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Gavin Holmes

9th grade humanities

Ms. Britt

April 20, 2017

To be or not to be (in schools)

Jane Austen once said, “One gets acquainted” with him “without knowing how.” It is

ironic that people know Shakespeare without ever reading his work. Reading the works of

Shakespeare exposes students to classical literature/old english and reading comprehension of

this era. Dana Dusbiber believes that it is time to let Shakespeare “rest in peace”. Matthew

Truesdale replies to to Dusbiber’s argument, addressing all points of it and making each one look

ridiculous. Matthew Truesdale, author of Why it is ridiculous not teach Shakespeare in school,

shows why schools should continue to teach Shakespeare with quotes regarding students making

connections, Dusbiber’s argument and conjoining Dusbiber’s ideas with his own.

One of Dusbiber’s arguments is that instead of teaching Shakespeare, schools should

teach Oral African Tradition. In response to Dusbiber, Truesdale said, “Also -- Where does it

say that we can't teach Shakespeare and Oral African Tradition? In fact, why not draw links

between the two?” Dusbiber believes that Shakespeare is harder to connect to people with color.

Shakespeare connects with everybody because he writes about human emotion, a topic we all

can connect to. No matter who you are, you can connect with Shakespeare Truesdale makes a

strong point that both can be taught and connections made between the two teachings.

In the english teaching world, Shakespeare is a fundamental topic and Dusbiber is taking

a very different stance on the subject than most teachers. Once again, Truesdale responds with a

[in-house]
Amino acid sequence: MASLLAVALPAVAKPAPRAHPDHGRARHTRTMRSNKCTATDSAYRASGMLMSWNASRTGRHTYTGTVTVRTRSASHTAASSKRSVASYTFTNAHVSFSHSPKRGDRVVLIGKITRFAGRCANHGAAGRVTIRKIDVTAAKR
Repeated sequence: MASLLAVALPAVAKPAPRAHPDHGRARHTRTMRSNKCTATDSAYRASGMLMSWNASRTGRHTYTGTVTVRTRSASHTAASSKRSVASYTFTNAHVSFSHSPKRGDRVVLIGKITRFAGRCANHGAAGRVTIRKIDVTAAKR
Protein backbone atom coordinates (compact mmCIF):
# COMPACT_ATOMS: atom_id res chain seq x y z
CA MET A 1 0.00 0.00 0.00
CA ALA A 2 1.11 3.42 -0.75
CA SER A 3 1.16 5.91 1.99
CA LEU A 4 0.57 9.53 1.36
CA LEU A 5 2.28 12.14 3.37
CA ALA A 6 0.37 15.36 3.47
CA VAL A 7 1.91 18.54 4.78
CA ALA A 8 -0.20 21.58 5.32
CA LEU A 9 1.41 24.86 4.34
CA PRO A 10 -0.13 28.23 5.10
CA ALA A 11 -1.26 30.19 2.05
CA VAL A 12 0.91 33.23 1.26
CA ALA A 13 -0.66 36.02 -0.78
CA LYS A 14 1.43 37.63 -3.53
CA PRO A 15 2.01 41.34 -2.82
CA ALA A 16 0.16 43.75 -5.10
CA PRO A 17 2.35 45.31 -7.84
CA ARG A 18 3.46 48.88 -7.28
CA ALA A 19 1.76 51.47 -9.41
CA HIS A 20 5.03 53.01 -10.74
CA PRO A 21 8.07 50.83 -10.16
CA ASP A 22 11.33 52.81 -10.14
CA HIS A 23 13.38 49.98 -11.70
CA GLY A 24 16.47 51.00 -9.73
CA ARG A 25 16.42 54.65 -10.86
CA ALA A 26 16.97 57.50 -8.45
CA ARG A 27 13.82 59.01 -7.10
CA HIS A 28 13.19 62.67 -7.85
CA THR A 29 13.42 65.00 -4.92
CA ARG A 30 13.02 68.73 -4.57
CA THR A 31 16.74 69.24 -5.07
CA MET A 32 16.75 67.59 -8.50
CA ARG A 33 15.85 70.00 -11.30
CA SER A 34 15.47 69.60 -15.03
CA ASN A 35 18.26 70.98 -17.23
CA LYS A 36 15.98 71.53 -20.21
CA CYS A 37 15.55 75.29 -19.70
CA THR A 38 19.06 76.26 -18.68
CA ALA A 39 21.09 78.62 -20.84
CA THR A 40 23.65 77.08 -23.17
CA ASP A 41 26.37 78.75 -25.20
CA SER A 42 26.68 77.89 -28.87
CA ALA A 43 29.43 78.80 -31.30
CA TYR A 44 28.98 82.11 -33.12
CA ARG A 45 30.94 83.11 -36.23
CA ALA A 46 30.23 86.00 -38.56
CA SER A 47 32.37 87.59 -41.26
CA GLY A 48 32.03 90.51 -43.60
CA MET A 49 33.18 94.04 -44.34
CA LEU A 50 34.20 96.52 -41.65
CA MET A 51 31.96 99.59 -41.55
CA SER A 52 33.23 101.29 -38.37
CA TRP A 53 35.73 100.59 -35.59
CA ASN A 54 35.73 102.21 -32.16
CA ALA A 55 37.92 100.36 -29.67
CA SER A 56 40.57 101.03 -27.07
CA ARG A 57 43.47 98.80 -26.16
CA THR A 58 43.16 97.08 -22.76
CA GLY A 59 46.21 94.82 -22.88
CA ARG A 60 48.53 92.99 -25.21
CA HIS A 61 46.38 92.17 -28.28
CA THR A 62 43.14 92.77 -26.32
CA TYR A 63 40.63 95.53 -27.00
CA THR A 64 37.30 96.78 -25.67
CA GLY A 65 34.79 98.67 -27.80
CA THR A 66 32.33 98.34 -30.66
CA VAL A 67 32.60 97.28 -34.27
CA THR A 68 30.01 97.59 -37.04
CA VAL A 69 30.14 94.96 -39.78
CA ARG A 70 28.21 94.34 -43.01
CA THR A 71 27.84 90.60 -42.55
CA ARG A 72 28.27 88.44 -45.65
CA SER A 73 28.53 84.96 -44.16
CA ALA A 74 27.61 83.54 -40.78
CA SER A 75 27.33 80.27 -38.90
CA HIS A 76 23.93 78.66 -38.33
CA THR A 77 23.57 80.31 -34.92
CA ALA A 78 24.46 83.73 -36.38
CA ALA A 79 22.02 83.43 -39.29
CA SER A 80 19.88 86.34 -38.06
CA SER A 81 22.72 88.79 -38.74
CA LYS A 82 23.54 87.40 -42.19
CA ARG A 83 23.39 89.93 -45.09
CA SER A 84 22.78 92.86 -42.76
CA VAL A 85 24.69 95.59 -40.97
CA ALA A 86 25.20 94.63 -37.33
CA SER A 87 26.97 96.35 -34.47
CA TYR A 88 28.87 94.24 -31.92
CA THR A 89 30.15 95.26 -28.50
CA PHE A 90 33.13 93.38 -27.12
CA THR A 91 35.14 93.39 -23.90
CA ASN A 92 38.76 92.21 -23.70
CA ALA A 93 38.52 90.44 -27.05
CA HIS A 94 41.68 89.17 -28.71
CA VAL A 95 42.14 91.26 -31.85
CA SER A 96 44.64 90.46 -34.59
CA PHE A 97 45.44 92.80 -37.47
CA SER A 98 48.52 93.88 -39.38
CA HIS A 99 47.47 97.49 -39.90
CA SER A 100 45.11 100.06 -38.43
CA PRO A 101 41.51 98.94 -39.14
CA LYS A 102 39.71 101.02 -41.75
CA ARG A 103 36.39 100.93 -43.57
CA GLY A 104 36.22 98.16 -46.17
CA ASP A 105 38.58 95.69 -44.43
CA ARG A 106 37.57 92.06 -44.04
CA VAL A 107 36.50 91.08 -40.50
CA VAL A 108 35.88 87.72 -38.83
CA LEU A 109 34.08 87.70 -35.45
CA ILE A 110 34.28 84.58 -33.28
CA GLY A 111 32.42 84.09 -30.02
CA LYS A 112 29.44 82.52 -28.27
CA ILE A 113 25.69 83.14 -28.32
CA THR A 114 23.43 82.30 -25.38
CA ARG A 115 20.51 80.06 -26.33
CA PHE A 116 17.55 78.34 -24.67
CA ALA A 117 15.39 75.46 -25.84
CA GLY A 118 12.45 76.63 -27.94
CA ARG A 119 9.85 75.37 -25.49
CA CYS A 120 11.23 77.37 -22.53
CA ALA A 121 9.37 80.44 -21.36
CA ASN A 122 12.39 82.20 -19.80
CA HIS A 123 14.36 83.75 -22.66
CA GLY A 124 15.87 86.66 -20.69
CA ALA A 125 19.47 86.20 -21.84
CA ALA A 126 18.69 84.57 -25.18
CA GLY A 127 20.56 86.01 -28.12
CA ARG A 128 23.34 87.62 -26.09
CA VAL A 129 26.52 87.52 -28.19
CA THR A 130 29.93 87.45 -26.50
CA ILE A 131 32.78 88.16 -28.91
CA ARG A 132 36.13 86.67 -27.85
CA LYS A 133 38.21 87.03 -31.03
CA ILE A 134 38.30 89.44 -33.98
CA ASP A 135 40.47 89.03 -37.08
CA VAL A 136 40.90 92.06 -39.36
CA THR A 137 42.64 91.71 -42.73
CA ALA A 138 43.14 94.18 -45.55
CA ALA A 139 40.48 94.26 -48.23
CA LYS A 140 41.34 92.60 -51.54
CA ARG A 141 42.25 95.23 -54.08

witty remark stating, “What she really seems to be saying is that no one should read anything

that isn’t just like them and if that’s her position as an english teacher, then she should maybe

consider a different line of work.” This statement shows that Truesdale is using Pathos from

Aristotle’s Rhetorical Triangle of Persuasion. Pathos is the emotional segment of the triangle

and a persuasive tool in writing. This tool allows him to persuade the reader into agree with

what he is writing about. Shakespeare is an accessible topic for all humans and that allows us all

to make connections to his work

In Truesdale’s article, he references connections that he has made and/or his students

have made to Shakespeare and real life. Shakespeare writes about common themes and

connections that are relatable to all humans. Shakespeare is classical but with modern themes

that all people can relate to. Evidenced by Truesdale’s statement, “I also think that its a neat little

thing to see something in a movie, another book, or even (gasp!) real life, and think ‘Hey this

reminds of that scene in hamlet when…” Truesdale points out how Shakespeare connects with

human emotion, can be taught universally and that Shakespeare is a fundamental teaching

foundation in the world of english literature.

Truesdale makes a compelling argument of why Shakespeare should be taught in school

and how valuable this form of education is. Shakespeare is an old teaching subject and has been

taught MANY times but that does not mean it is time to stop teaching him. Shakespeare is a

classical playwright that wrote about human emotions and timeless topics, such as: love, death,

family, revenge, hate, lies, deception, passion and tragedy. The works of Shakespeare invokes

thought, critical thinking, emotion and the ability to understand metaphors. All of these subjects

make students better critical thinkers and allow them to understand human emotions on a deeper

level. Truesdale’s article, in favor of Shakespeare in the school system, reinforces the idea that

Shakespeare is and will be an important element in educating students.